The Wild are going to need to build off of last night's solid road effort if they want to have a chance to beat Anaheim. Note I didn't say we'd beat Anaheim, but we'd have to play with speed while entering the offensive zone if we wanted to have a chance against the Ducks. The Ducks' defense, led by veterans Sheldon Souray and Francois Beauchemin know the best way to stifle the Wild's best players is to stand them up and make them fight through checks. When the Wild slow down they make this task fairly easy, not to mention the lack of speed also makes it easier for those players to interfere without it being called. If the WIld do whatever they can to enter the offensive zone with speed even if Beauchemin, Souray, Cam Fowler or any Ducks' defenseman tries to stand up the Wild forward it should have a better chance at drawing a penalty and give Minnesota power plays that it can exploit. This may be one of those rare cases where the Wild's best defense is a good and aggressive offense.
The Anaheim Ducks have one of the most explosive offenses in the NHL. They have tons of speed, and dynamic players that are great finishers. Ageless wonders Saku Koivu and Teemu Selanne are looking energized and as effective as ever. Kyle Palmieri feasted on the Wild last time. Ryan Getzlaf and Corey Perry give the Ducks size, strength and an ability to score from in close. Minnesota's defense will not only have to be moving their feet well but be willing to step up and punish physically to keep the crease clear of Ducks. The Wild found that out the hard way the last time they played. In what was an atrocious effort, the Wild were embarassed to a 3-1 victory where the score appeared far closer than what actually took place. I realize its a back to back but the Wild need to dig deep and get points against these clubs which currently make up the top teams in the Western Conference.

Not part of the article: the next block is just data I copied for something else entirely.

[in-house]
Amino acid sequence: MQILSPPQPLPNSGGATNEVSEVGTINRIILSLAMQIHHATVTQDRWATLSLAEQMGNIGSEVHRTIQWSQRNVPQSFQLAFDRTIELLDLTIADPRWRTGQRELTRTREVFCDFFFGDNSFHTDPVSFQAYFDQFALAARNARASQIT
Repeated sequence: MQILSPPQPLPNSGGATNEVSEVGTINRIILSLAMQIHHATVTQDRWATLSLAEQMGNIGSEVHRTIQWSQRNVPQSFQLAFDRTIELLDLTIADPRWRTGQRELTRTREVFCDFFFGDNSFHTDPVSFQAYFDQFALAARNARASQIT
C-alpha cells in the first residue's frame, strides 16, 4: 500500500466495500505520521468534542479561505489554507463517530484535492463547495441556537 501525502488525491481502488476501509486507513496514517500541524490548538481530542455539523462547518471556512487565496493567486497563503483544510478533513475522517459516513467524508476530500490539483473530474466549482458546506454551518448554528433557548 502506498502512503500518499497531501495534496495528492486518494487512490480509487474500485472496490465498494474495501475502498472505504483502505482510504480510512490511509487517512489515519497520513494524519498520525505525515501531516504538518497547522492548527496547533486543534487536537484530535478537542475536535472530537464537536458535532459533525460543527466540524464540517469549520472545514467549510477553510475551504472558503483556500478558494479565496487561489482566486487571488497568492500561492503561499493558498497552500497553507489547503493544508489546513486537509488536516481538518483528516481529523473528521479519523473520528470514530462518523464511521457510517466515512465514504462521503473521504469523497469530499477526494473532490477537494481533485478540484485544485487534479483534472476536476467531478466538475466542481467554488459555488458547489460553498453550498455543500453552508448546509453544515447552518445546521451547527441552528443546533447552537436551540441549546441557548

The keys to a Wild victory tonight are as follows:
1. Attack the offensive zone with speed – We may not be as fast as the Ducks from top to bottom but we can force them to chase us and wear them down. I also like our chances to score on Viktor Fasth off the rush than trying to slow it down against a club whose speed allows them to burn you so bad in transition.
2. Stay out of the penalty box – The Ducks are good offensively, but scary on the power play. They take full advantage of the extra time and space, and luckily for Minnesota our penalty kill has been terrific at challenging puck carriers to take that time and space away. While I have faith their ability to kill power plays, you don't want to gamble too much with a power play that is converting over 25% of the time.
3. Be physical in a timely fashion – I am not expecting the Wild to become a giant hitting machine, but when facing a faster opponent being physical slows them down and can start the process of wearing them out. This is an area where the Wild really miss the services of Cal Clutterbuck but there are plenty of other guys that can skate and dish out hits too. Everyone has to be apart of this tonight in order to make it work.